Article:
I am overseas and have a Wiggy bag that was issued to me and I need a compression stuff sack – both vertical and horizontal. This sack looks perfect, but can’t tell if it will be too big. The issued bag measures 11″ by 20″ with sleeping bag in it, uncompressed, and I need to be able to make it just a little smaller to fit in my duffle. The length will be fine, but am not sure it will compress much with only that bag in it. Any information would be helpful.

Comment by Tactical Intelligence
2012-01-23 04:00:23

Wyatt,

The compression sack that comes with these bags may just work for the single Wiggy bag. I say this because if it were possible, the standard issue sleep system would still compress more (in other words, the straps that you pull to compress it still have more slack to tighten) so a smaller bag put inside the standard-issue compression sack should tighten up some more. Aren’t there any guys in your unit that you could ask to test out the compression sack with your Wiggy bag?

 
 
Comment by wyatt
2012-01-24 09:31:14

Unfortunately, no. I am in Kosovo as a police advisor, but since they torched the border crossing into Serbia back in July, we fly to work and stay several nights at a time in tents on site. They issued the bags, and the stuff sack with it just doesn’t fit in my duffel bag very well. I have someone in the states bringing back a compression bag for me. Most of them these days only compress height, not girth, so this seems to be just the ticket. I think I will try it, and thanks for the information.

 
Comment by Wm White
2012-01-28 12:19:46

If all you have on is your tidy whities and its -20 and all the bags together are rated to -20, YOU WILL FREEZE YOUR ASS OFF. The MSS requires the use of ECW long johns for the system to be complete. If all youre going to wear is scivies you better subtract 20 degrees from the max lowest temp. And deffinately use atleast a sleeping mat. And take along a poncho liner.(ALWAYS, DUH)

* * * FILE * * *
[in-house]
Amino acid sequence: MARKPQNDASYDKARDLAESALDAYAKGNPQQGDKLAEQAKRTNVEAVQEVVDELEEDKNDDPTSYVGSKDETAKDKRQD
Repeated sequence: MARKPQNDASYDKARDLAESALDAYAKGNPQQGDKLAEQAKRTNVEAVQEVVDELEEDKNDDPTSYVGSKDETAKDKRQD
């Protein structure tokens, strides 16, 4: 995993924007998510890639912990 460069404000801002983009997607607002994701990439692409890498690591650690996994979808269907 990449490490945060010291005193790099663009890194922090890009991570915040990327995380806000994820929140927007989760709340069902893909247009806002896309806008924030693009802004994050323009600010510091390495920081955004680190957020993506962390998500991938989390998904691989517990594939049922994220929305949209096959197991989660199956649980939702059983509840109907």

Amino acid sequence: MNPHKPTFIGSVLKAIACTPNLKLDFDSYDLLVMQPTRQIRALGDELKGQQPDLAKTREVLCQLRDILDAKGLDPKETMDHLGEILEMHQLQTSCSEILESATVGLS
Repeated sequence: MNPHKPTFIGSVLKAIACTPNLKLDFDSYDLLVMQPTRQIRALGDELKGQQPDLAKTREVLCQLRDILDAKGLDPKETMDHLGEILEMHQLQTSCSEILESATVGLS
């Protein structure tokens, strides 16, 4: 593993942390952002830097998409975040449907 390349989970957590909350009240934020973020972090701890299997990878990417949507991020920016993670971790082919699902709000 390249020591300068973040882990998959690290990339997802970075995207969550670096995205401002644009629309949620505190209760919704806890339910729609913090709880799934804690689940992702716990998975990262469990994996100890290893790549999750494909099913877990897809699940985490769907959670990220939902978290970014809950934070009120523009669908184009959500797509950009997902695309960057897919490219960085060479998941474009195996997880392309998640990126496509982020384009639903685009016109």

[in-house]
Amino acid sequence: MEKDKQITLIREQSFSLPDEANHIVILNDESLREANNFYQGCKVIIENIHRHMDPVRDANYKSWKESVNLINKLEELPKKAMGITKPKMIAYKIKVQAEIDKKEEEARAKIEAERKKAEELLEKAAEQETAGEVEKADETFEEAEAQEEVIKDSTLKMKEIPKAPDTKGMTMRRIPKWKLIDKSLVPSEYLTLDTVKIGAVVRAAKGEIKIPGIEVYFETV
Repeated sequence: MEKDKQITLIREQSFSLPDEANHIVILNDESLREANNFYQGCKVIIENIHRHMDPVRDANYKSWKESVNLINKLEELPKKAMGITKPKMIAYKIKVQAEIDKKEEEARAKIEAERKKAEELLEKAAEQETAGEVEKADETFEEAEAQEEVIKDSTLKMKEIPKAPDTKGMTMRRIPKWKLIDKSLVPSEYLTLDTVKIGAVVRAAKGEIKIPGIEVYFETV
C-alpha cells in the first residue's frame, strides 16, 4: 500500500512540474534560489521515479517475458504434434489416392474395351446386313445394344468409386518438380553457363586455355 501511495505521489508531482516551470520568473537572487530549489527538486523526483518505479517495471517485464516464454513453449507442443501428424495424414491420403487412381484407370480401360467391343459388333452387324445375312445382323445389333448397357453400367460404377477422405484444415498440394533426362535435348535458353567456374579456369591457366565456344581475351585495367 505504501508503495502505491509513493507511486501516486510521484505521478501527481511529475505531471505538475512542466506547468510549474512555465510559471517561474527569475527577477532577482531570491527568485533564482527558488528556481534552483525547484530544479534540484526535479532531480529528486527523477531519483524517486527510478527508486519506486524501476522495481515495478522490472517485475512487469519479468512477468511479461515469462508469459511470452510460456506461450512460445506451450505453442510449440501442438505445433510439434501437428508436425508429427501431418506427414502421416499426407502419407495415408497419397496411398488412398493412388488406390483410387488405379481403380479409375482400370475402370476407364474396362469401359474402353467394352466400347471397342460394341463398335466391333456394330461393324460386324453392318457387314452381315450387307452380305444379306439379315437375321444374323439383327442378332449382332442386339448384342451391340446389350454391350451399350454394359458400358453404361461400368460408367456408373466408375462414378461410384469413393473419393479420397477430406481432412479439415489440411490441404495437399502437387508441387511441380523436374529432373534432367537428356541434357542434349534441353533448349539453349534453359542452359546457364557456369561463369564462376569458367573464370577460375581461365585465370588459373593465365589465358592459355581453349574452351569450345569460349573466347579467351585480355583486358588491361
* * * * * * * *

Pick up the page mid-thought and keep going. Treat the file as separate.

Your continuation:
Comment by toguspyder
2012-02-14 10:00:57

There are a couple of different generations of these bags, and not all of them are rated at the temperature listed here. The ACU 5 piece definitely does not make the grade for -15 degree. I was in 14 degree weather over the weekend with my ECW, skivies, ACUs, and my cap and was still cold beyond comfortable.

Comment by Tactical Intelligence
2012-02-14 19:49:32

togu,

The ratings (provided by the Army labs in Natick) on these bags are taken in combination with full issue ECW clothing as well which may count for the difference you are seeing. I’m assuming by “skivies” you only had underwear on right?

 
 
Comment by Lee
2012-03-04 20:58:57

Thanks for a great review. I will be looking over the other sleeping system. You talked about. As well as this Military.
Do you know what other bags Tennier Industries makes?
Thanks again, great job!

Lee

 
Comment by Joe
2012-03-12 16:49:04

I used the standard woodland camo bag while in the ARMY. Being 6′ 4″ and a healthy 220 pounds, I found the bag very comfortable and long enough for me to easily sink my whole body into. I actually had one of the best sleeps of my life sleeping on the ground during a ice storm in Oklahoma. Slept for 6 strait hours (a rarity while field training) although it felt like 20 minutes. Woke up and forced myself to get out of my bag to see EVERYTHING covered with about a half inch of ice.

But yeah if you can find a real military bag you won’t be disappointed with the size, durability, or comfort.

 
Comment by Bill Clark
2012-03-14 13:48:53